If you had to suddenly cut 5 percent from your family’s budget, how would you do it? I suspect most people would include the term “priorities” somewhere in their answers.
Because of overzealous spending commitments and overly optimistic revenue projections, North Carolina is facing what many are calling a budget crisis. In short, the current state budget spends significantly more money than is available.
In response to this crisis, budgetmakers in Raleigh have been frantically trying to figure out how to cut roughly 5 percent of this year’s spending in order to make ends meet.
On Nov. 6, the state’s Office of State Budget and Management unveiled its plan to trim about $900 million in spending — and tap almost $300 million from the Rainy Day Fund — in order to close the current year’s budget gap.
The planned spending cuts involve a combination of measures, including: withholding money from all major state agencies, ranging from 1.5 percent (Public Schools) to 5 percent (General Government, Natural and Environmental Resources) of each agency’s budget; freezing capital projects not receiving federal matching funds; holding back unspent funds carried over from 2007-08; and putting off repair and renovation spending on government property.
Agency heads are allowed significant latitude in how to best cut their budgets, and most likely they will do so without affecting “essential services.”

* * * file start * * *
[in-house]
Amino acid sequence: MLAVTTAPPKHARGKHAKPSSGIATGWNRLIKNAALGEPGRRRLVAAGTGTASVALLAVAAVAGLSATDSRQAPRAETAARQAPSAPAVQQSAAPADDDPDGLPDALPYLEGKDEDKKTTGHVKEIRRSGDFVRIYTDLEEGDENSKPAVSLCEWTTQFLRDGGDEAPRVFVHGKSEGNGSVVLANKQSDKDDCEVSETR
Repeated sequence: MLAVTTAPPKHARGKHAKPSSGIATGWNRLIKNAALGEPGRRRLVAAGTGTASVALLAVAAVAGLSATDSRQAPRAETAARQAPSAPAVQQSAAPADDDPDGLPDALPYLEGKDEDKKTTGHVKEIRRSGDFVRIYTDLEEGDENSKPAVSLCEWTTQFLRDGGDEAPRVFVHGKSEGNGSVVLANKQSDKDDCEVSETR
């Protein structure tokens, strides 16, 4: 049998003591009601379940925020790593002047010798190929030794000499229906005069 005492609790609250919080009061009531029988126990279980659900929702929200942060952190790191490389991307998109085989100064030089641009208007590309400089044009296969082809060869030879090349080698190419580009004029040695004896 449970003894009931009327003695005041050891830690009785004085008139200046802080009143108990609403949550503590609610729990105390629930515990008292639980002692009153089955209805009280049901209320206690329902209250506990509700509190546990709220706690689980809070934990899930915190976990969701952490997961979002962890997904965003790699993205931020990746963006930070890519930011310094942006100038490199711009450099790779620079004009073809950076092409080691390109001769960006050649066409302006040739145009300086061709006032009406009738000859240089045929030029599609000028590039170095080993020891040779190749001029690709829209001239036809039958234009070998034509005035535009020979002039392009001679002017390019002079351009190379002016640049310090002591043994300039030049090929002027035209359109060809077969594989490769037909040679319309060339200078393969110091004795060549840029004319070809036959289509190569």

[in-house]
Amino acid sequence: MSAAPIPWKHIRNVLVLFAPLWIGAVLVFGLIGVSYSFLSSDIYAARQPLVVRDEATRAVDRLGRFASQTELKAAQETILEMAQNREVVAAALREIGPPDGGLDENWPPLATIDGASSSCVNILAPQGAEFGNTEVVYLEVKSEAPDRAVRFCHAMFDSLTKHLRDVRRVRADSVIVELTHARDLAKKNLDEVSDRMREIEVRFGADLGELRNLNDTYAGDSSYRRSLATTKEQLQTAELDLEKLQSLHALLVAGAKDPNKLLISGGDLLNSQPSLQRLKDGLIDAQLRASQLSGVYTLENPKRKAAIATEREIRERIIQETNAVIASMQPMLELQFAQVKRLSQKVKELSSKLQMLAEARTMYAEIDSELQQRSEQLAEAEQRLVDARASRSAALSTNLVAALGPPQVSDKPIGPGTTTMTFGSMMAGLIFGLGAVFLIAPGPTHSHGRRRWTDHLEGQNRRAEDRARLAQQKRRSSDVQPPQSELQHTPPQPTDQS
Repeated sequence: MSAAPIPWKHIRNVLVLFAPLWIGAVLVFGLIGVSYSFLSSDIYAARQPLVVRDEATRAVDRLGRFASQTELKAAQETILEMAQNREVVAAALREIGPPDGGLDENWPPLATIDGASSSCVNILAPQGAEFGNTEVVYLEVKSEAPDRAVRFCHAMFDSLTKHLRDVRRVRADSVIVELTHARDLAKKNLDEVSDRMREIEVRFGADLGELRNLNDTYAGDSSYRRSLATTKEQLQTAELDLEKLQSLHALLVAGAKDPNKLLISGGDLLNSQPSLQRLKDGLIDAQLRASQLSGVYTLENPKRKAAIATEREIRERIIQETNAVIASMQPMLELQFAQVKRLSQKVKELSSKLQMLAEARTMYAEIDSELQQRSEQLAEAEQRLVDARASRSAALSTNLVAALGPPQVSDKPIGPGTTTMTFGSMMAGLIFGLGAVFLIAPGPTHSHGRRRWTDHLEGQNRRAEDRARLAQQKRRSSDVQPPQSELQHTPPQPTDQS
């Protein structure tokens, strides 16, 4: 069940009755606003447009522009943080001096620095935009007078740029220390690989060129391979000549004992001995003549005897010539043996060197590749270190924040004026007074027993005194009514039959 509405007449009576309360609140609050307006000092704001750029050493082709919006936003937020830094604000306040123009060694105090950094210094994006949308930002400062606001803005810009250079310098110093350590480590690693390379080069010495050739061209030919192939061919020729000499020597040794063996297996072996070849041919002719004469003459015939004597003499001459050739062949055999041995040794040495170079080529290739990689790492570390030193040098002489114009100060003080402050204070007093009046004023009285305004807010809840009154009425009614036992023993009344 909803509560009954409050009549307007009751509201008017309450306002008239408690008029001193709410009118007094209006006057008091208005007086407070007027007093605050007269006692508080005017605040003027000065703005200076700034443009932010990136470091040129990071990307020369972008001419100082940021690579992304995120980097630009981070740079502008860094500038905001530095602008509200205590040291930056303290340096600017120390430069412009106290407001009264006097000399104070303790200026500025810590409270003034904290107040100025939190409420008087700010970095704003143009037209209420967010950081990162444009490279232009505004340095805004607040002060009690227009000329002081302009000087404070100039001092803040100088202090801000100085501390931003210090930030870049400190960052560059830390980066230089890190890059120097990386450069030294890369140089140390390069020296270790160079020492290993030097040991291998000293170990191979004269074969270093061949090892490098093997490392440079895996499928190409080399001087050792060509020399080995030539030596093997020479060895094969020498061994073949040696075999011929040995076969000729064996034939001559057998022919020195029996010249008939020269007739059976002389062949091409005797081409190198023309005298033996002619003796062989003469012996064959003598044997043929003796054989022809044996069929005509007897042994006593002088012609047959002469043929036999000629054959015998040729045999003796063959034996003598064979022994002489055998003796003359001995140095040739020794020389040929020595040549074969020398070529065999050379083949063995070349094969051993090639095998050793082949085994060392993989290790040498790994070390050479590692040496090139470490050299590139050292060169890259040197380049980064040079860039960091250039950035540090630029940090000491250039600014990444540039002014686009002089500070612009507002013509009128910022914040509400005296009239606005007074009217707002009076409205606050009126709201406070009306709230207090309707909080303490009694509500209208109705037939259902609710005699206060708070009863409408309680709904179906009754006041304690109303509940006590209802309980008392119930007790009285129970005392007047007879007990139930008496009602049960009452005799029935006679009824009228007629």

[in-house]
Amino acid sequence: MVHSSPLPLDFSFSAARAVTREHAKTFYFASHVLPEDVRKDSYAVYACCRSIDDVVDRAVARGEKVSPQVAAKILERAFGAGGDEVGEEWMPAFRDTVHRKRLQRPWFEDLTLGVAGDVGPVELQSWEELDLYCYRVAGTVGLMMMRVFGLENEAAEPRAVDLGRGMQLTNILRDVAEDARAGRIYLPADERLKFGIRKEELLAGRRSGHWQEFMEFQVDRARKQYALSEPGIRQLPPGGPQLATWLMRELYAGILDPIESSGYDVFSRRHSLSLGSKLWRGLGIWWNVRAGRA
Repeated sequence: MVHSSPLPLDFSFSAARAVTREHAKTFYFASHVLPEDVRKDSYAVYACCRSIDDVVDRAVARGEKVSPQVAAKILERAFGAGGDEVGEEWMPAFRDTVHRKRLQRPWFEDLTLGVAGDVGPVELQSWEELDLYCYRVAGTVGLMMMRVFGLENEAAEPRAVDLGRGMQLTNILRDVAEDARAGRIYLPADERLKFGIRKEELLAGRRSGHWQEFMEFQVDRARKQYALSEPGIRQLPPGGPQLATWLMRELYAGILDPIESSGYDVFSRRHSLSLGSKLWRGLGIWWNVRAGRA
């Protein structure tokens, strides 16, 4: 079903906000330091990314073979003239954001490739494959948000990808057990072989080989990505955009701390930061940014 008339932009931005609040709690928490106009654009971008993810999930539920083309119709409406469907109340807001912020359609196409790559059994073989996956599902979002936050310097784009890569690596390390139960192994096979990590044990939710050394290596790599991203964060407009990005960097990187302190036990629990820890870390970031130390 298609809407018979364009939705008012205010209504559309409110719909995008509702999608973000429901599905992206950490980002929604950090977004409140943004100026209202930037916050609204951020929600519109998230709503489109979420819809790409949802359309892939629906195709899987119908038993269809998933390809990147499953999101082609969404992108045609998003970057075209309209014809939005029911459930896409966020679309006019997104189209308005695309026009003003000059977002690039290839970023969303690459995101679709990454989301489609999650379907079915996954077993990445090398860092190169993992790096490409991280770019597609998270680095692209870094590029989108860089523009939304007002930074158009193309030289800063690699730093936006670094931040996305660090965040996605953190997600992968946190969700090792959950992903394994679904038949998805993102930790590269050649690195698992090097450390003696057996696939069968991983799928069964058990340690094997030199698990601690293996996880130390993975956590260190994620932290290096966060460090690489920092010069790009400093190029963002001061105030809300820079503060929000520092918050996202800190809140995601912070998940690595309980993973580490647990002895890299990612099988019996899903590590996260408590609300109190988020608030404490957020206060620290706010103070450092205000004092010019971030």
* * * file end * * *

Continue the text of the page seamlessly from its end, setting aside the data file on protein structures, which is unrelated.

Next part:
Such a plan, however, prompts the question: If spending can be cut by as much as 5 percent in some agencies without impacting essential services, why was so much money budgeted to be spent in the first place?
If your family was able to trim 5 percent from its budget without impacting your quality of life, how quickly would you realize a more fiscally prudent decision would have been to save, not spend, that money?
Likewise, North Carolina taxpayers should be asking some tough questions of their elected officials. Why does it require a “budget crisis” for agencies to seek ways to cut their spending?
If our state leaders were truly responsible stewards of our tax dollars, they would restlessly pursue the elimination of so-called “non-essential” services. After all, if it’s not essential, it is necessarily frivolous.
But this brings us back to that “p” word — priorities. The budget crisis provides observers with a case study on how our elected officials and bureaucrats decide to set priorities when spending our tax dollars.
For instance, the OSBM plan cuts Justice and Public Safety spending by $62 million, while the current budget spends about $130 million to purchase land. One could easily surmise that lawmakers are prioritizing the protection of wildlife over the protection of North Carolina citizens.
Furthermore, the plan would cut mental health spending by three percent — roughly $22 million — while the state sets aside $143 million for corporate welfare.
Granted, state agency heads may choose to marginally cut corporate welfare handouts and land purchases this year, but the message is clear. Lawmakers are opting to balance the budget by chipping away at public safety and mental health while land conservation and corporate welfare come away largely unscathed.
Looks like special interests (big business and environmental alarmists) win again.
It is often said that adversity reveals character. Taxpayers and voters should be taking note of the character being revealed by North Carolina’s politicians during these adverse times.
This article was originally published in the Fayetteville Observer